Leprechauns trade in gold as downturn hits the streets

On North Great George’s Street this morning I saw a woman pushing a buggy with her belly while using her hands to scrape a scratch card with a coin. I imagined the baby going flying as she raised her arms in jubilation but alas, it didn’t happen. This morning wasn’t her lucky day.

I enjoyed the image though, particularly as it happened right outside the tacky off-license at the corner where a few days ago I saw the homeless man who sits on O’Connell Bridge (with his rabbit and dog) buy booze. He stuffed his rabbit into his shopping trolley and held the dog under his arm while he rummaged for coins to buy his cans. He could have gone to Centra but he was looking for good value. Aren’t we all?

If these moments tell us anything about the Irish, it’s that we’re damn good at recessions. If it’s a quirky economic downturn you’re after, look no further than Dublin city centre.

Without a doubt the creature that has benefitted most from the downturn is the Leprechaun. This being, formerly associated with ancient folklore and American gullibility, (“Do you really have leprechauns in I-Ur lend?“) has experienced an unprecedented comeback in times of austerity. On Grafton Street you can find a man of about two and a half-foot who has painted his face orange, attached a ginger beard to his chin and placed a pot at his feet. He looks a little like an Oompa Lumpa from the original Charlie and the Chocolate Factory film. If you felt sorry for him I think the joke would be on you; he’s probably making a killing. Size matters.

Size matters so much among opportunistic leprechauns that the one that hovers around the Molly Malone statue is enormous. His artificial head is about six times as big as his own. He waves his gigantic leprechaun arms awkwardly at passers-by and of late he has decorated his crock of gold with silver tinsel. The other day I saw him leaning against a lamppost on the phone, with his huge fake head under his arm. He didn’t look Irish, which made it all the more wonderful. He’s probably an economic downturn migrant from the BRIC area who’s heard that no one throws a recession session quite like the Irish.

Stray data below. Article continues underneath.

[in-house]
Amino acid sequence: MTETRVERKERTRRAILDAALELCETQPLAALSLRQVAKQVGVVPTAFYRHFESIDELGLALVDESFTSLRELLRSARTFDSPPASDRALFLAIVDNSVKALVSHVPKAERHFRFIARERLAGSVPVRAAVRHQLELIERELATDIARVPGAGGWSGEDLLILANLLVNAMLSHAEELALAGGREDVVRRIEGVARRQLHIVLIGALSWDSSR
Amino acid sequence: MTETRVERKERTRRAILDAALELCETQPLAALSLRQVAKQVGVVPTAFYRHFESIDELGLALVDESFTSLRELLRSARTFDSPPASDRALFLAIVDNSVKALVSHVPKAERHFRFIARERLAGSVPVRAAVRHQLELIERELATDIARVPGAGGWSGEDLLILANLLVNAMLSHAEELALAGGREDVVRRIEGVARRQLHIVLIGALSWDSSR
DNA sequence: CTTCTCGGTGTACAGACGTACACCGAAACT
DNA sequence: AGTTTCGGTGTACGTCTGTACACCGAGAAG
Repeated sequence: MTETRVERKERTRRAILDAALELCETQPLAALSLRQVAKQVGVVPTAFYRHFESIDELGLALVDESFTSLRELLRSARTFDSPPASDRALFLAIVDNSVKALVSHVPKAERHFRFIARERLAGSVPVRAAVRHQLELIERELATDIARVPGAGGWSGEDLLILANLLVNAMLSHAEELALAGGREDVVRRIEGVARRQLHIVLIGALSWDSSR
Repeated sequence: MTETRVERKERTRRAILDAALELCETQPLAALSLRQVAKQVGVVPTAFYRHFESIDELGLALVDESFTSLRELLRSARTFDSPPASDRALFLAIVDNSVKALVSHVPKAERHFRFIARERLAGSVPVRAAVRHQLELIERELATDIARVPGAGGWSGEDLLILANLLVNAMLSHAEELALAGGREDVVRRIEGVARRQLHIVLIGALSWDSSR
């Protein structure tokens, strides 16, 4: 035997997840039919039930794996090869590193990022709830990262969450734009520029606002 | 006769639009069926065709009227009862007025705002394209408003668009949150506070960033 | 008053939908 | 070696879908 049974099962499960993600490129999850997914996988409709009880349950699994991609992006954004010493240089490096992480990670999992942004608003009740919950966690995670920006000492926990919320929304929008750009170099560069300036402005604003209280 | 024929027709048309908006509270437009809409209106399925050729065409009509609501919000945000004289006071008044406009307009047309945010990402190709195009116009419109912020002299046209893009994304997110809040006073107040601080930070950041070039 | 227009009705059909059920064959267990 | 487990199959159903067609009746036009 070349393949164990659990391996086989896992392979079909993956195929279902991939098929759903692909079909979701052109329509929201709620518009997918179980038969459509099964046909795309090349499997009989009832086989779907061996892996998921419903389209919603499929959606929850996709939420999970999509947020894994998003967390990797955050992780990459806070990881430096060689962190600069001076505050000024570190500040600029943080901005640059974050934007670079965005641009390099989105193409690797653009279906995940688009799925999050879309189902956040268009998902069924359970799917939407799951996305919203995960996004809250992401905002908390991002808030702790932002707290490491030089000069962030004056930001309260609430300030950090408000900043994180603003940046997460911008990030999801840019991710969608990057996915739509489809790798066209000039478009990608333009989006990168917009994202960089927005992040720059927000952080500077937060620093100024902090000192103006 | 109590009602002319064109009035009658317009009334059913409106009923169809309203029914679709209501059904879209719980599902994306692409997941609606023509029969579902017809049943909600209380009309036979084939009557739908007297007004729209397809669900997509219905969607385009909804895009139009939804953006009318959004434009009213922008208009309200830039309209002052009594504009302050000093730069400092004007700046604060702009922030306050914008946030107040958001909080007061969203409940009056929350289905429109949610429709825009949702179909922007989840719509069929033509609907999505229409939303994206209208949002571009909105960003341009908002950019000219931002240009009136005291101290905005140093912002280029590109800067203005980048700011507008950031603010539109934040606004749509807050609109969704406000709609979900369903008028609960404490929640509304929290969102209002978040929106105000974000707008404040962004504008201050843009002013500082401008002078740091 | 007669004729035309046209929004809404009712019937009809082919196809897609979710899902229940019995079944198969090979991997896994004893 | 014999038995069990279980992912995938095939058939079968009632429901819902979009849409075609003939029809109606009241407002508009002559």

It’s not all fun and games though. There are feuds on the streets; warring factions have developed. Resentment is building.

You can see why.

Way before economic opportunism was in fashion, an old man from Cavan had an idea. He decided to put on a tweed cap and a patchwork waistcoat and sit on Molly Malone banging on a badhrán. The tourists loved it. He’d motion to them to come sit beside him and encouraged them to take photographs. He even bought spare tweed caps for them to pose with in the pictures. Once, when I was in my first year of university, I pretended to be a German tourist just to get a picture with him. If somebody else tried to sit down on the statue beside him, he’d snarl at them and tell them to clear off. He had the kind of audacity I can only dream of.

The good old days

It may be easy to mark your territory when the property market’s booming but things have changed. A few weeks ago, I saw my tweed-capped friend outside River Island, patting his badhrán with a sour face. Two American tourists stopped to have a look at him and quick as lightning he beamed. After both of them had had a go of the badhrán and dropped a few euro into his cap, he pulled them closer to him. Pointing at the giant leprechaun parading around Molly Malone, he whispered conspiratorially, “See that leprechaun? Don’t bother with him; He’s a fake”.

Budgets aside, recessions in Ireland are pure Gold.

Also, if you find this post facetious, you can read a serious piece about my opinion of the Irish here.

Celebs Spotted in Sandymount: LSB with lover in self-service till tiff

There was only one News of the World to be had today. It was torn and soggy and lay abandoned on a shelf in Tesco, Sandymount. As always, LSB was first to spot it. “There’s one there, Katzi” he said, “but it’s a bit of a mess”.